Hoel, Alf Håkon. 2014. “The Legal-political regime in the Arctic.” In Geopolitics and Security in the Arctic: Regional Dynamics in the Global World, Rolf Tamnes and Kristine Offerdal (eds). London and New York: Routledge, 49-72. (Available on Canvas).
English, John (2016): “Emergence of an Arctic Council.” In D.A. Berry et al. (eds.), Governing the North American Arctic – Sovereignty, Security & Institutions. Palgrave Macmillan: Oxford.
Chater, Andrew (2016): Explaining Non-Arctic States in the Arctic Council. Strategic Analysis, 40:3.
David, Mihaela (2016): “Strong Foothold or on Thin Ice? US Strategies for Development, Environmental Stewardship, and Security in the Arctic.” In D.A. Berry et al. (eds.), Governing the North American Arctic – Sovereignty, Security & Institutions. Palgrave Macmillan: Oxford.
Kessel, Alan (2016): “Canadian Arctic Sovereignty: Myths and Realities.” In D.A. Berry et al. (eds.), Governing the North American Arctic – Sovereignty, Security & Institutions. Palgrave Macmillan: Oxford.
Kristensen & Sakstrup (2016): Russian Policy in the Arctic after the Ukraine Crisis. Center for Military Studies, University of Copenhagen.
Sergunin & Konyshev (2017): Russian Military Strategies in the Arctic: change or continuity. European Security, 26:2.
Swaine, Jon (2008): US left nuclear weapon under ice in Greenland. The Telegraph, 11. Nov. 2008, available at: http://www.telegraph.co.uk/news/worldnews/europe/greenland/3439318/US-left-nuclear-weapon-under-ice-in-Greenland.html
Archer, Clive (2003): Greenland, US Bases and Missile Defence. Cooperation & Conflict, Journal of the Nordic International Studies Association, vol. 38 (2).
Kristensen, Kristian (2004): Greenland, Denmark and the Debate on Missile Defence. Danish Institute for International Studies, working paper no. 14.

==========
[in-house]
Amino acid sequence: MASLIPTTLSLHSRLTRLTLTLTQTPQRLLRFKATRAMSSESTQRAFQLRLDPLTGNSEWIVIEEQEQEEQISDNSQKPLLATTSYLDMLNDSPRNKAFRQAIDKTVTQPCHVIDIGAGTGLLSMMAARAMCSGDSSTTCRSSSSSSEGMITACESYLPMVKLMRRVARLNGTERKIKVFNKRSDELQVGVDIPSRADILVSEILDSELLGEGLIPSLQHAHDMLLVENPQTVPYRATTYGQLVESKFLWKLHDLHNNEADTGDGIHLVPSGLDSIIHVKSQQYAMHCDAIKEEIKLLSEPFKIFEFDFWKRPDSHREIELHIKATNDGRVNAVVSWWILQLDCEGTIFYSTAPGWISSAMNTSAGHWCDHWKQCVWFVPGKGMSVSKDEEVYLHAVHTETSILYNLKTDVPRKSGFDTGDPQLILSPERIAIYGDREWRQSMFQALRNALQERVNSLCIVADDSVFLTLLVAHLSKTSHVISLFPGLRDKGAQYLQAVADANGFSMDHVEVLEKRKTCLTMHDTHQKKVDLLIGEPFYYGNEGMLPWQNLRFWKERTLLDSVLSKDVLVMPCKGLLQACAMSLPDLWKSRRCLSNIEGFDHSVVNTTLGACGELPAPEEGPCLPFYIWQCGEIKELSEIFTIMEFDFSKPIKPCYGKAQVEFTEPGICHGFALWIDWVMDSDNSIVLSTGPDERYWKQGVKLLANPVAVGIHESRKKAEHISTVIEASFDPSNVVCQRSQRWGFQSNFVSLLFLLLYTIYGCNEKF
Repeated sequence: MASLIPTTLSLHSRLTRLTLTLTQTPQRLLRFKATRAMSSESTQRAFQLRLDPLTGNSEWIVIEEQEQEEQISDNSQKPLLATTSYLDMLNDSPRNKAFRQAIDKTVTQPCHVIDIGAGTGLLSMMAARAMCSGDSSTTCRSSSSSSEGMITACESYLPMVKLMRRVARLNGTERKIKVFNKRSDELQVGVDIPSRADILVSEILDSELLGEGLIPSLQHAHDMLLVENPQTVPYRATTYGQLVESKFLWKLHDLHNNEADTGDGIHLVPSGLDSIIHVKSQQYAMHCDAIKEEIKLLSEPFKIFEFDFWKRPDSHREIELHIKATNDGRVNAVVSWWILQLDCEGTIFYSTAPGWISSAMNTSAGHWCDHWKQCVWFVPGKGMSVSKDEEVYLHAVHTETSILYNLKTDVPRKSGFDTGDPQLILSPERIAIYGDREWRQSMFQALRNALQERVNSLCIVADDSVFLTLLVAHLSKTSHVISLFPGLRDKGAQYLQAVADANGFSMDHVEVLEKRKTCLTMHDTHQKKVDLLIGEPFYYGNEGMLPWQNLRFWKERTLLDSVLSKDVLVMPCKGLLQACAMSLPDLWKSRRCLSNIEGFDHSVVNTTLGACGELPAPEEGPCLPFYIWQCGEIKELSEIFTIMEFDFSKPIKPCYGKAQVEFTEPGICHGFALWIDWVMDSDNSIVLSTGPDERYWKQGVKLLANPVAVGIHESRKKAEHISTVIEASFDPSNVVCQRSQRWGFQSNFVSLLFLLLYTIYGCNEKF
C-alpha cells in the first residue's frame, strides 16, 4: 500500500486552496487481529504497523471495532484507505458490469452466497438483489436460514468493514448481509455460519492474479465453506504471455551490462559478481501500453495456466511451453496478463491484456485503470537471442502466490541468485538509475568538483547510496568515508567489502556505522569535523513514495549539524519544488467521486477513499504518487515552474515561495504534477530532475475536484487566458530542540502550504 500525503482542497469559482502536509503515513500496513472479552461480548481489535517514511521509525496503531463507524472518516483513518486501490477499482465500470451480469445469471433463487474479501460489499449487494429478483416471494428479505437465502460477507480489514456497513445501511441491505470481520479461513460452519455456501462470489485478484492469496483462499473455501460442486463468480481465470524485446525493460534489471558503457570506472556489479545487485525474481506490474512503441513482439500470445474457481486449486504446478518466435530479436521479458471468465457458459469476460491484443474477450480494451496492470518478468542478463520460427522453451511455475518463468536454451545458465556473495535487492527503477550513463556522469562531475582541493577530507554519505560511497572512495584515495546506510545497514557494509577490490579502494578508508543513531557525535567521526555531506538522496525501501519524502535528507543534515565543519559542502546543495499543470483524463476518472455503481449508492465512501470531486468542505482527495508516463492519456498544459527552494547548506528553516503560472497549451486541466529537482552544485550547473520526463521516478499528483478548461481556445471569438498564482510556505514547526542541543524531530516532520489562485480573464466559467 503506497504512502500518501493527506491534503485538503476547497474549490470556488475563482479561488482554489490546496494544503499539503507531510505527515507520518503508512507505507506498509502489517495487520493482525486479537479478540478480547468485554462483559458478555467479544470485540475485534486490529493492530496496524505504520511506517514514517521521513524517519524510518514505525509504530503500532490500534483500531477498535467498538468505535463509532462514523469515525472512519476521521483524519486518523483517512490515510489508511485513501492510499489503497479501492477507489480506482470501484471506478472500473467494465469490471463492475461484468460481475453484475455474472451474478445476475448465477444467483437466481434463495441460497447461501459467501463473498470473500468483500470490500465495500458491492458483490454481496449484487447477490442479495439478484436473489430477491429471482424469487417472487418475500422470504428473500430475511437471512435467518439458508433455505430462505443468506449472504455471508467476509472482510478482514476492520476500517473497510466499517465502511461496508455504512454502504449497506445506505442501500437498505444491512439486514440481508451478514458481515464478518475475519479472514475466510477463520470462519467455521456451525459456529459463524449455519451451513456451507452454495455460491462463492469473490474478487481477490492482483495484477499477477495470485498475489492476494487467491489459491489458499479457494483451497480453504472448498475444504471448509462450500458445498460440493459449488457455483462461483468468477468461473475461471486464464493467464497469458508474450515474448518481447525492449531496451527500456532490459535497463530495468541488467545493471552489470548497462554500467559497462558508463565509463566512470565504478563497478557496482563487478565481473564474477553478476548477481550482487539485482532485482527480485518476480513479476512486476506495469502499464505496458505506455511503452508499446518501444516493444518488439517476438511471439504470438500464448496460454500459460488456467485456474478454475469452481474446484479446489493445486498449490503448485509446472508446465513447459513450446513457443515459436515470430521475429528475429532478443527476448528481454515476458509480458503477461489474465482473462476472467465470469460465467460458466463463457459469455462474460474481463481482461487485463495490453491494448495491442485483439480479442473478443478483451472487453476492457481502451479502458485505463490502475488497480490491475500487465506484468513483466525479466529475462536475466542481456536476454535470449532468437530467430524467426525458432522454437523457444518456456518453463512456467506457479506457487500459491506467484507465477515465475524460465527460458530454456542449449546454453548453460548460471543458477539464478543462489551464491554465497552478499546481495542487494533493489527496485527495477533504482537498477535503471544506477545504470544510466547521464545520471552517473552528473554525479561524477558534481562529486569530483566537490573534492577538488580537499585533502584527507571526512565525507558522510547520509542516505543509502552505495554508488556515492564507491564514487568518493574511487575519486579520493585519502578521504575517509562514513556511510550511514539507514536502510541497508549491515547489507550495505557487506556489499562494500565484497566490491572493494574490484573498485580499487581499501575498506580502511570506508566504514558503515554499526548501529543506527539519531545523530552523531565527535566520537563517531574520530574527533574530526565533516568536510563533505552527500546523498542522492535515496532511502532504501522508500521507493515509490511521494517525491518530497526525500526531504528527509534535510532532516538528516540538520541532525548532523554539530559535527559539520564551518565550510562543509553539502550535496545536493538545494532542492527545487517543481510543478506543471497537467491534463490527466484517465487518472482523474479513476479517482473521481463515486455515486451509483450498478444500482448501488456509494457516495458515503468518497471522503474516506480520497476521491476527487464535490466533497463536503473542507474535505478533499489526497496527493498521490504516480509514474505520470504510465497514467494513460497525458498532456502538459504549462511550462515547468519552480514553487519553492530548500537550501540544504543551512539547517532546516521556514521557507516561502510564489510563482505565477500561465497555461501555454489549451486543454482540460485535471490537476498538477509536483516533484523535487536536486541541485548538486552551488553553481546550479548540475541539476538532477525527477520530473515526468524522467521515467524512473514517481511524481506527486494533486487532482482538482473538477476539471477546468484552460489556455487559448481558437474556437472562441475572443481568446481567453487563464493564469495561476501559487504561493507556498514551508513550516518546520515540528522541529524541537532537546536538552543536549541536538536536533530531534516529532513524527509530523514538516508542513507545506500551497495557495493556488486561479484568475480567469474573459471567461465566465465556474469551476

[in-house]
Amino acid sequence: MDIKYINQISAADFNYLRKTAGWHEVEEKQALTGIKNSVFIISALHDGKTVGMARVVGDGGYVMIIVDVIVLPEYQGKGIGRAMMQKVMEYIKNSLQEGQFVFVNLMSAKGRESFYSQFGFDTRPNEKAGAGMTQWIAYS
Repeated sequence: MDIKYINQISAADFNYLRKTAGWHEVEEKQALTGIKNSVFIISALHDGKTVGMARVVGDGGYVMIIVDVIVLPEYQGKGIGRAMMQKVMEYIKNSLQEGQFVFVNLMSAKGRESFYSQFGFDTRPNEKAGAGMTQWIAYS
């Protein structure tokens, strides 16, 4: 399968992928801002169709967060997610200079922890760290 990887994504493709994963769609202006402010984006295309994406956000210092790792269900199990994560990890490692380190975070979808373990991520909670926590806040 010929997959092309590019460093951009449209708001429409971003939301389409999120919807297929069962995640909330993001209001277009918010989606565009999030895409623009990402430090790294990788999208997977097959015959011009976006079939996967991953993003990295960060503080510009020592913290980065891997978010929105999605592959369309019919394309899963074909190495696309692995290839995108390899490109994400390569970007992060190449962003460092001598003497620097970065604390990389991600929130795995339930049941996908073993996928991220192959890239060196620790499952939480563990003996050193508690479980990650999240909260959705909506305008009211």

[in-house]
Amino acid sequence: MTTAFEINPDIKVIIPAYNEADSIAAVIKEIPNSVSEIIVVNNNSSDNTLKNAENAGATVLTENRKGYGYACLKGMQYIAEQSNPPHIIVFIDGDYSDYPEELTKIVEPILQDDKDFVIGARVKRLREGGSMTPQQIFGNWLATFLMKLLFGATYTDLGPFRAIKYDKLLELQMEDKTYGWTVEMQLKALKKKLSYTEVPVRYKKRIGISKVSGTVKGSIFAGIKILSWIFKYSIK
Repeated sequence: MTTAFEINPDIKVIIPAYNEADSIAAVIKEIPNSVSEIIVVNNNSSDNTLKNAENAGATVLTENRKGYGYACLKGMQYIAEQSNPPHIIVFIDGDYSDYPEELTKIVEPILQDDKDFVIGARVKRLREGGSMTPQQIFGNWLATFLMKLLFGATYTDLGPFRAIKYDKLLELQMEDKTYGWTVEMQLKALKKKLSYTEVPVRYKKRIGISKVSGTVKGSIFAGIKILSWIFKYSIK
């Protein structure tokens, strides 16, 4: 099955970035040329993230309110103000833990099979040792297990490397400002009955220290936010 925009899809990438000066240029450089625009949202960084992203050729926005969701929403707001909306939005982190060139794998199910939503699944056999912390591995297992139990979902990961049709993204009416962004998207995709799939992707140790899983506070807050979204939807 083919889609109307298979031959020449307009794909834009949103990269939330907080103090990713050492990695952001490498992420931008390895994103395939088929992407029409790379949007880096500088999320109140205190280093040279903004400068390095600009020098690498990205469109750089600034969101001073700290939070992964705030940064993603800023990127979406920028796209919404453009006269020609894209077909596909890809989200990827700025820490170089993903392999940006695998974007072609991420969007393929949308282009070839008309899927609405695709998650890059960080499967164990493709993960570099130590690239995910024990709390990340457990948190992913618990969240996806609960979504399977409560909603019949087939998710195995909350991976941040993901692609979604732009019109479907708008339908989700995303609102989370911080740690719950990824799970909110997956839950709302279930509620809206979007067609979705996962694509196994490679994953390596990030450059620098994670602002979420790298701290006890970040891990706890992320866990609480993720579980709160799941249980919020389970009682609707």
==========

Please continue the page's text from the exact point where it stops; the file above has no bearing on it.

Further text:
Rahbek-Clemmensen & Henriksen (2017): The ‘Greenland Card’ – the importance of the Arctic for Danish influence in the US. Center for Military Studies, University of Copenhagen.
Hviid, Alexander (2015): ‘Til Kingdom Come? – An analysis of Greenland as the Danish link to the Arctic. Royal Danish Defence College: Publishing House.
Wang & Degeorges (2014): Greenland and the New Arctic – political and security implications of a state-building project. Royal Danish Defence College: Publishing House.
Pram Gad, Ulrik (2014): Greenland: a post-Danish sovereign state in the making. Cooperation & Conflict, vol. 49 (1).
Lasserre & Huang (2017): China’s Strategy in the Arctic: threatening or opportunistic? Polar Record 53 (268). Cambridge University Press.
Lanteigne, Marc (2017): ‘Have you entered the storehouses of the snow?’ China as a norm entrepreneur in the Arctic. Polar Record 53 (269).
Lajeunesse & Lackenbauer (2016): “Chinese Mining Interests in the Arctic.” In D.A. Berry et al. (eds.), Governing the North American Arctic – Sovereignty, Security & Institutions. Palgrave Macmillan: Oxford.
Stepien & Koivurova (2015): “The Making of a Coherent Arctic Policy for the European Union: Anxieties, Contradictions and Possible Future Pathways.” In Stepien, Koivurova & Kankaanpää (eds.), The Changing Arctic and the European Union. Brill; Nijhoof Law special series.
Approach to teaching
Class sessions will include short lectures by the course instructor, academic discussions, group work, guest lectures, field studies, creative assignments and simulation games. As part of the course, the students must participate in a problem-oriented, interdisciplinary and participant-directed research project in research teams as sketched out below.
Expectations of the students
It is expected that all students actively participate in class: do the reading for each class; come with notes and questions for the instructor and other students; actively and responsibly participate in their project group.
Please make sure to read the Academic Regulations on the DIS website. There you will find regulations on:
DIS - Study Abroad in Scandinavia - www.DISabroad.org